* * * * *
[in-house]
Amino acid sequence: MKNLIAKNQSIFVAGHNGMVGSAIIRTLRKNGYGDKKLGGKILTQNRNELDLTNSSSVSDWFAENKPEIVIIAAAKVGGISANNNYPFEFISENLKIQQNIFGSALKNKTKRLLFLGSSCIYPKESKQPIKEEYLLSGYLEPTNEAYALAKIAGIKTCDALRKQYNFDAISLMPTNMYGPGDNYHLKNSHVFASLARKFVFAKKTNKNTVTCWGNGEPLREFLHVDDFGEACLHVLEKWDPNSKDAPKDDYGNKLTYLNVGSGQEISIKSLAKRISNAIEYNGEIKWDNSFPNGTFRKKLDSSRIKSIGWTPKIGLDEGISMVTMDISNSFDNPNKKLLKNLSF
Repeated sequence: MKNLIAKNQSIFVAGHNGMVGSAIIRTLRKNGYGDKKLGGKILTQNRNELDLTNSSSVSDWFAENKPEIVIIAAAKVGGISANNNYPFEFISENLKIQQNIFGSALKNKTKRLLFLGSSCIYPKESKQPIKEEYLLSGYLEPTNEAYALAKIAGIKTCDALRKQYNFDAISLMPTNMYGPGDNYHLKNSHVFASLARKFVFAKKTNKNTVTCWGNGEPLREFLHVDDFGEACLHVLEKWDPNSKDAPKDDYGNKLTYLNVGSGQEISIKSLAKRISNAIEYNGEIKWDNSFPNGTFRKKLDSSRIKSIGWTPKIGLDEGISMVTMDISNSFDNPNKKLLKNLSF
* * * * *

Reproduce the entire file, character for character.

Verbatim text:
[in-house]
Amino acid sequence: MKNLIAKNQSIFVAGHNGMVGSAIIRTLRKNGYGDKKLGGKILTQNRNELDLTNSSSVSDWFAENKPEIVIIAAAKVGGISANNNYPFEFISENLKIQQNIFGSALKNKTKRLLFLGSSCIYPKESKQPIKEEYLLSGYLEPTNEAYALAKIAGIKTCDALRKQYNFDAISLMPTNMYGPGDNYHLKNSHVFASLARKFVFAKKTNKNTVTCWGNGEPLREFLHVDDFGEACLHVLEKWDPNSKDAPKDDYGNKLTYLNVGSGQEISIKSLAKRISNAIEYNGEIKWDNSFPNGTFRKKLDSSRIKSIGWTPKIGLDEGISMVTMDISNSFDNPNKKLLKNLSF
Repeated sequence: MKNLIAKNQSIFVAGHNGMVGSAIIRTLRKNGYGDKKLGGKILTQNRNELDLTNSSSVSDWFAENKPEIVIIAAAKVGGISANNNYPFEFISENLKIQQNIFGSALKNKTKRLLFLGSSCIYPKESKQPIKEEYLLSGYLEPTNEAYALAKIAGIKTCDALRKQYNFDAISLMPTNMYGPGDNYHLKNSHVFASLARKFVFAKKTNKNTVTCWGNGEPLREFLHVDDFGEACLHVLEKWDPNSKDAPKDDYGNKLTYLNVGSGQEISIKSLAKRISNAIEYNGEIKWDNSFPNGTFRKKLDSSRIKSIGWTPKIGLDEGISMVTMDISNSFDNPNKKLLKNLSF